NEW ALBANY, Ind. (WDRB) -- The prosecutor says it may be days or weeks before he files a third murder charge against New Albany resident William "Clyde" Gibson.
Floyd County prosecutor Keith Henderson would not call Gibson "a serial killer" during a news conference Monday, although Gibson's alleged actions point to it.
On Friday, authorities confirmed it was the body of a potential third murder victim they found after digging in William "Clyde" Gibson's backyard in New Albany.
They identified 35-year-old Stephanie Kirk's remains but cannot yet tell another clue that could lead to a third, murder charge against Gibson.
"We do have the toxicology that's got to be run, and that's going to take several days, if not several weeks. So, as of the autopsy on Saturday, there was no apparent cause of death," Henderson said.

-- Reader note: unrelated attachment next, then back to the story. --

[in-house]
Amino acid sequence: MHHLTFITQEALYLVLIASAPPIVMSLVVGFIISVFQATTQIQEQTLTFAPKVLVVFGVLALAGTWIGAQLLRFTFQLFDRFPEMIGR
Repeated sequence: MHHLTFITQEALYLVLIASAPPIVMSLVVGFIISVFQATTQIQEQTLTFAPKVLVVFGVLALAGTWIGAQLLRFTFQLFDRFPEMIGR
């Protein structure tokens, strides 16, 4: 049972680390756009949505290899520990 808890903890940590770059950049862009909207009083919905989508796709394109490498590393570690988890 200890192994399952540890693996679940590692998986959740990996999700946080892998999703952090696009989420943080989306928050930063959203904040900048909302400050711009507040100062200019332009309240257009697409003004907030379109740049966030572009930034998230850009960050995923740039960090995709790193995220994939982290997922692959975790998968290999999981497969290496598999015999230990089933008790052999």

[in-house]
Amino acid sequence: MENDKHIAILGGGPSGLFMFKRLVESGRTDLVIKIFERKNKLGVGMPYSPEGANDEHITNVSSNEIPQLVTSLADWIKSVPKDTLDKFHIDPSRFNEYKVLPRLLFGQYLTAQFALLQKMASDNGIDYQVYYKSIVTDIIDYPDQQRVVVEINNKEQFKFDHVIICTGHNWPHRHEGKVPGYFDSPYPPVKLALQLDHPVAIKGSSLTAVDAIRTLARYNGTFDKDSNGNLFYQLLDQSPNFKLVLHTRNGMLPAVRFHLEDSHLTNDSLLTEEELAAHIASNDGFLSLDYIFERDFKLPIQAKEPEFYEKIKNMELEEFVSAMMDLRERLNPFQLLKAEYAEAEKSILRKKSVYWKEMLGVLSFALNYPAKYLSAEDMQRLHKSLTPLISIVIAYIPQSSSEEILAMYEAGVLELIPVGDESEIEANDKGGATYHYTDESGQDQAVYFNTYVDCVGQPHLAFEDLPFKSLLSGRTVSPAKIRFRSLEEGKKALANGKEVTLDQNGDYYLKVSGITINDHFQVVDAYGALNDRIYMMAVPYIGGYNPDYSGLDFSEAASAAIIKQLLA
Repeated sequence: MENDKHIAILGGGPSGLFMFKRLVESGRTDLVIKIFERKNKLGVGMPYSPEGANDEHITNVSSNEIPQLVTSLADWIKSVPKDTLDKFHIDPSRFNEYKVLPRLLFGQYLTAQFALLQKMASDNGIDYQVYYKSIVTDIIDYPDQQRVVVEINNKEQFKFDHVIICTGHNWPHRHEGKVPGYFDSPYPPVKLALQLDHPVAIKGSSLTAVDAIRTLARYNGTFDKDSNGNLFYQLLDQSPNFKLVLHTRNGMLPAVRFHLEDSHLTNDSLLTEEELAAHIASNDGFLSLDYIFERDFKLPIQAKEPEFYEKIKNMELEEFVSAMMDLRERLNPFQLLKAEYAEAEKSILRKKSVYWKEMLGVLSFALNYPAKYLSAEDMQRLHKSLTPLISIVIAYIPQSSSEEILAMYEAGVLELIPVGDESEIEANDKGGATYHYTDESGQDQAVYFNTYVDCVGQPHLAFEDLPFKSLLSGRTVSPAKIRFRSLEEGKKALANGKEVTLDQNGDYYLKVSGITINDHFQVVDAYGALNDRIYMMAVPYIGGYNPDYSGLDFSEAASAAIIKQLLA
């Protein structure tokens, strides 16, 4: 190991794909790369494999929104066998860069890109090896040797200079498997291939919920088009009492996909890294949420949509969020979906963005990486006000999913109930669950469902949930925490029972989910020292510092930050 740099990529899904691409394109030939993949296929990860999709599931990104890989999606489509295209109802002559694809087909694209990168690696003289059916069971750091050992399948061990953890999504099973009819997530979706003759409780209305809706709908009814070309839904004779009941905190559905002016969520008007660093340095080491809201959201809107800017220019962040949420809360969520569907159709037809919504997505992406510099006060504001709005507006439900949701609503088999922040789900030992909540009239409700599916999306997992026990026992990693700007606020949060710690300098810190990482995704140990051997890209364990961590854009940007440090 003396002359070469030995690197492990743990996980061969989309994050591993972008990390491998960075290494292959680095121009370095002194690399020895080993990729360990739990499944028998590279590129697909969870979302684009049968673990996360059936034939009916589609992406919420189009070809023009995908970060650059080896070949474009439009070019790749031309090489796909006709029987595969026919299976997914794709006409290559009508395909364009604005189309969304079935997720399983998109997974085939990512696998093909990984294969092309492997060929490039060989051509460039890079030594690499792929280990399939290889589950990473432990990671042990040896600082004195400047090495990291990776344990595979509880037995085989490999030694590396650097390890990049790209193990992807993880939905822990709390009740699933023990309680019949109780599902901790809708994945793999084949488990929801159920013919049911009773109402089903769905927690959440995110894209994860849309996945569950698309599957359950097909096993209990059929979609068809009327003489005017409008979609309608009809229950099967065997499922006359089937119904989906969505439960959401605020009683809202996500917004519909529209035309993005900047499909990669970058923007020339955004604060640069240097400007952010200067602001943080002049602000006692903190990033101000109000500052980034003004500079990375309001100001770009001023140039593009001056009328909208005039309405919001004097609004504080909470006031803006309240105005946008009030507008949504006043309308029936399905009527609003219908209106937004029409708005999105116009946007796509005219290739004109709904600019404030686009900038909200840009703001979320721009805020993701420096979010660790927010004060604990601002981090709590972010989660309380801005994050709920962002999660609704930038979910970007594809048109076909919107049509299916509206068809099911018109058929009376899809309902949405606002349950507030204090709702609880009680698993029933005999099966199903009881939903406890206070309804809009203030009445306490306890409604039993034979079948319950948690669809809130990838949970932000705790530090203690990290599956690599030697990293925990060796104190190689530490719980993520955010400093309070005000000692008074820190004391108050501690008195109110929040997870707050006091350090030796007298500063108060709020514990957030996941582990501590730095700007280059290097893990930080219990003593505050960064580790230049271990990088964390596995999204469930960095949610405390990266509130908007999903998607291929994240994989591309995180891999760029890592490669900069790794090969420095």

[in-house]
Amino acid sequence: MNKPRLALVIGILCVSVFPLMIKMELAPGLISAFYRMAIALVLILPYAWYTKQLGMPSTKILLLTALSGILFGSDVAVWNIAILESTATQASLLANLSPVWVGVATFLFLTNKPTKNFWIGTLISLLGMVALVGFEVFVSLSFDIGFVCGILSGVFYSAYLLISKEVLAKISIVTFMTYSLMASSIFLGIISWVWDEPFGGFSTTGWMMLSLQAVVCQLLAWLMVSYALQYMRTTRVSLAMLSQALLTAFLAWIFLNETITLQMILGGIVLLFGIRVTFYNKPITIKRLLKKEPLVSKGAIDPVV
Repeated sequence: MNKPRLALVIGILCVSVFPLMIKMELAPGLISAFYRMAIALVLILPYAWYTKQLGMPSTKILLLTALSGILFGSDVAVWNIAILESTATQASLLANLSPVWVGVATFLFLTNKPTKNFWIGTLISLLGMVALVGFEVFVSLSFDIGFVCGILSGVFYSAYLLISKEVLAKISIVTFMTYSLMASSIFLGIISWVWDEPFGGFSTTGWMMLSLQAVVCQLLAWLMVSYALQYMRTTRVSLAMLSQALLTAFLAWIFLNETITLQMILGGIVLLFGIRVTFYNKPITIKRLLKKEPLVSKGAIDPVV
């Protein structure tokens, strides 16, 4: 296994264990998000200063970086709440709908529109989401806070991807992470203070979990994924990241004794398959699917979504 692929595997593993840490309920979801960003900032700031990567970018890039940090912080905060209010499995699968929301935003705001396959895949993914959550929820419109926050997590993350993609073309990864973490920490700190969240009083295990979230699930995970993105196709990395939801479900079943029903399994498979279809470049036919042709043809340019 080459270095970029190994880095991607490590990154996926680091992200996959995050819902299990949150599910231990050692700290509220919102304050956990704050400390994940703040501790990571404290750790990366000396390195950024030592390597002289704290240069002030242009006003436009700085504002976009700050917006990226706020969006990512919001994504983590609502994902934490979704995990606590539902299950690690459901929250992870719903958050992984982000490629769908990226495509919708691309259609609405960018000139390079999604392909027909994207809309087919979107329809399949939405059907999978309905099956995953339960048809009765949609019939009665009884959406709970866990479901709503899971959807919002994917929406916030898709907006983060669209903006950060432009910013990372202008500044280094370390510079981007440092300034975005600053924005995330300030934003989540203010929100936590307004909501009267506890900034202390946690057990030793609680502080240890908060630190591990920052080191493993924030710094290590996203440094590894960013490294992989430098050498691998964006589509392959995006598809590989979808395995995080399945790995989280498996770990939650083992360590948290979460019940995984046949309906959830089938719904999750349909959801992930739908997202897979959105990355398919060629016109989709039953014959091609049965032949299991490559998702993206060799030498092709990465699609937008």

Gibson sits in jail, held without bond, and already charged with the murders of Christine Whitis and Karen Hodella over the course of almost ten years.
Henderson said the cases include plenty of leads -- and plenty of inquiries about unsolved missing persons cases.
So there's more work to do, including another possible search of the Ohio River at New Albany.
Henderson would not label Gibson as a serial killer.
"Our allegations are, at this point, those are two, unrelated murders with no apparent link. And I know that's part of the definition."
Henderson also would not say if he thought authorities might find other bodies to link to Gibson.
However, the two murder charges so far -- and Gibson's past felony record could earn him the death penalty if convicted.
"Multiple murders as well as other factors. So he's eligible. But whether or not that's filed, we'll think about that," Henderson said.
Without death penalty, Gibson's maximum sentence on conviction would be 160 years in prison.
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